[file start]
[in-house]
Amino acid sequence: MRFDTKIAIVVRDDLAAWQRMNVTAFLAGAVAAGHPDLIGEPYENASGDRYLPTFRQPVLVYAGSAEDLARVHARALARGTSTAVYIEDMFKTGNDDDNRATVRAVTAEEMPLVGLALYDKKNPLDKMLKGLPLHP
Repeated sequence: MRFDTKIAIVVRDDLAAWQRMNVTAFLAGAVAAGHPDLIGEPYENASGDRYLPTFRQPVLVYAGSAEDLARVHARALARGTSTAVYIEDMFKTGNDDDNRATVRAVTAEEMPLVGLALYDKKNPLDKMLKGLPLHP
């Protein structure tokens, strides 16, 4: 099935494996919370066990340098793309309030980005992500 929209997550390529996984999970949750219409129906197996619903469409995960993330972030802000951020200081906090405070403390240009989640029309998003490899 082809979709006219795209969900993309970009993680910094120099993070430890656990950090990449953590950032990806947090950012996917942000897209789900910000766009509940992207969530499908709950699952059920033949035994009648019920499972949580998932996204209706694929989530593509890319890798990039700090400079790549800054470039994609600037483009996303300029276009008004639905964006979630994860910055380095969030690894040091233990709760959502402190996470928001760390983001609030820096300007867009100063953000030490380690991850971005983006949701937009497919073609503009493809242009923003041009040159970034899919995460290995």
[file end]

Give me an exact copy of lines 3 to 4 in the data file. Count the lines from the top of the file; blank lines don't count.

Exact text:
Repeated sequence: MRFDTKIAIVVRDDLAAWQRMNVTAFLAGAVAAGHPDLIGEPYENASGDRYLPTFRQPVLVYAGSAEDLARVHARALARGTSTAVYIEDMFKTGNDDDNRATVRAVTAEEMPLVGLALYDKKNPLDKMLKGLPLHP
């Protein structure tokens, strides 16, 4: 099935494996919370066990340098793309309030980005992500 929209997550390529996984999970949750219409129906197996619903469409995960993330972030802000951020200081906090405070403390240009989640029309998003490899 082809979709006219795209969900993309970009993680910094120099993070430890656990950090990449953590950032990806947090950012996917942000897209789900910000766009509940992207969530499908709950699952059920033949035994009648019920499972949580998932996204209706694929989530593509890319890798990039700090400079790549800054470039994609600037483009996303300029276009008004639905964006979630994860910055380095969030690894040091233990709760959502402190996470928001760390983001609030820096300007867009100063953000030490380690991850971005983006949701937009497919073609503009493809242009923003041009040159970034899919995460290995």